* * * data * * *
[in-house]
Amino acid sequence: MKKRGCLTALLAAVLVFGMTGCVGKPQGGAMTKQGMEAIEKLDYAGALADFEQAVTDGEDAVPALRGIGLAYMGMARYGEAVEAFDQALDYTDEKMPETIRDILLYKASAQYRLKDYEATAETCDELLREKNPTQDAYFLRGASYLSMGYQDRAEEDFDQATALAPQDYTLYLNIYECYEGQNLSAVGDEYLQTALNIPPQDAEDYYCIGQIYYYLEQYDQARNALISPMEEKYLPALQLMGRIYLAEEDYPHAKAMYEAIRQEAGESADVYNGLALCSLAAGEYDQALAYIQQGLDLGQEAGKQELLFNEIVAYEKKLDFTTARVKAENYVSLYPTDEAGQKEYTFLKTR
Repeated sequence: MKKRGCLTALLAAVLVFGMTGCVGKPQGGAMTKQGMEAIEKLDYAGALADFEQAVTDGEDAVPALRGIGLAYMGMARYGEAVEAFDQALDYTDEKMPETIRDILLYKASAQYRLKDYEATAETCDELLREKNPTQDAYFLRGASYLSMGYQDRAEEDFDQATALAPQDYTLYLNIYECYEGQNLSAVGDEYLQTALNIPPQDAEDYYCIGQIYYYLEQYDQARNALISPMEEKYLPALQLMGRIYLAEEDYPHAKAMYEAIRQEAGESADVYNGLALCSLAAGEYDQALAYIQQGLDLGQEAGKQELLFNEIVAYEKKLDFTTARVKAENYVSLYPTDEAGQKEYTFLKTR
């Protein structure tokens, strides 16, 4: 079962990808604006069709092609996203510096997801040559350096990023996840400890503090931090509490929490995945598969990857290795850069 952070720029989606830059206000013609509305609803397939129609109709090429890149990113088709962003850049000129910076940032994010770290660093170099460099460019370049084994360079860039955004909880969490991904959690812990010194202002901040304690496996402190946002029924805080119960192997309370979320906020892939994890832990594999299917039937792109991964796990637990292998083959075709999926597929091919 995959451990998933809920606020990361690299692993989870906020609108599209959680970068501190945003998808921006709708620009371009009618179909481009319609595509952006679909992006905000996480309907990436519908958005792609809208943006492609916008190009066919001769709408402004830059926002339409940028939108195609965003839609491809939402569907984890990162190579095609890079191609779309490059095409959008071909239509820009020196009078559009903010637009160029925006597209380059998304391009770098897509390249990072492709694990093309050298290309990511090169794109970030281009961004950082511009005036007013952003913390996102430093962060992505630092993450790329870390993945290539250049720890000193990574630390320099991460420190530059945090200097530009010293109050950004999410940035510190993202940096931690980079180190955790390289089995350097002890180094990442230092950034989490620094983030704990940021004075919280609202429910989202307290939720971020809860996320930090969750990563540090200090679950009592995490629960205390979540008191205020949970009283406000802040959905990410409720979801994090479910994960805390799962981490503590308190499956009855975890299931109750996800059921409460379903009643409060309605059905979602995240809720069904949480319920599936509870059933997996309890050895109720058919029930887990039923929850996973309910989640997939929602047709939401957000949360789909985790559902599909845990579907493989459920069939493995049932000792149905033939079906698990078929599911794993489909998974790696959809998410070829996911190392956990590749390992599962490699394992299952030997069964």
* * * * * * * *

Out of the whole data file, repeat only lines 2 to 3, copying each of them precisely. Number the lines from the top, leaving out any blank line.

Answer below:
Amino acid sequence: MKKRGCLTALLAAVLVFGMTGCVGKPQGGAMTKQGMEAIEKLDYAGALADFEQAVTDGEDAVPALRGIGLAYMGMARYGEAVEAFDQALDYTDEKMPETIRDILLYKASAQYRLKDYEATAETCDELLREKNPTQDAYFLRGASYLSMGYQDRAEEDFDQATALAPQDYTLYLNIYECYEGQNLSAVGDEYLQTALNIPPQDAEDYYCIGQIYYYLEQYDQARNALISPMEEKYLPALQLMGRIYLAEEDYPHAKAMYEAIRQEAGESADVYNGLALCSLAAGEYDQALAYIQQGLDLGQEAGKQELLFNEIVAYEKKLDFTTARVKAENYVSLYPTDEAGQKEYTFLKTR
Repeated sequence: MKKRGCLTALLAAVLVFGMTGCVGKPQGGAMTKQGMEAIEKLDYAGALADFEQAVTDGEDAVPALRGIGLAYMGMARYGEAVEAFDQALDYTDEKMPETIRDILLYKASAQYRLKDYEATAETCDELLREKNPTQDAYFLRGASYLSMGYQDRAEEDFDQATALAPQDYTLYLNIYECYEGQNLSAVGDEYLQTALNIPPQDAEDYYCIGQIYYYLEQYDQARNALISPMEEKYLPALQLMGRIYLAEEDYPHAKAMYEAIRQEAGESADVYNGLALCSLAAGEYDQALAYIQQGLDLGQEAGKQELLFNEIVAYEKKLDFTTARVKAENYVSLYPTDEAGQKEYTFLKTR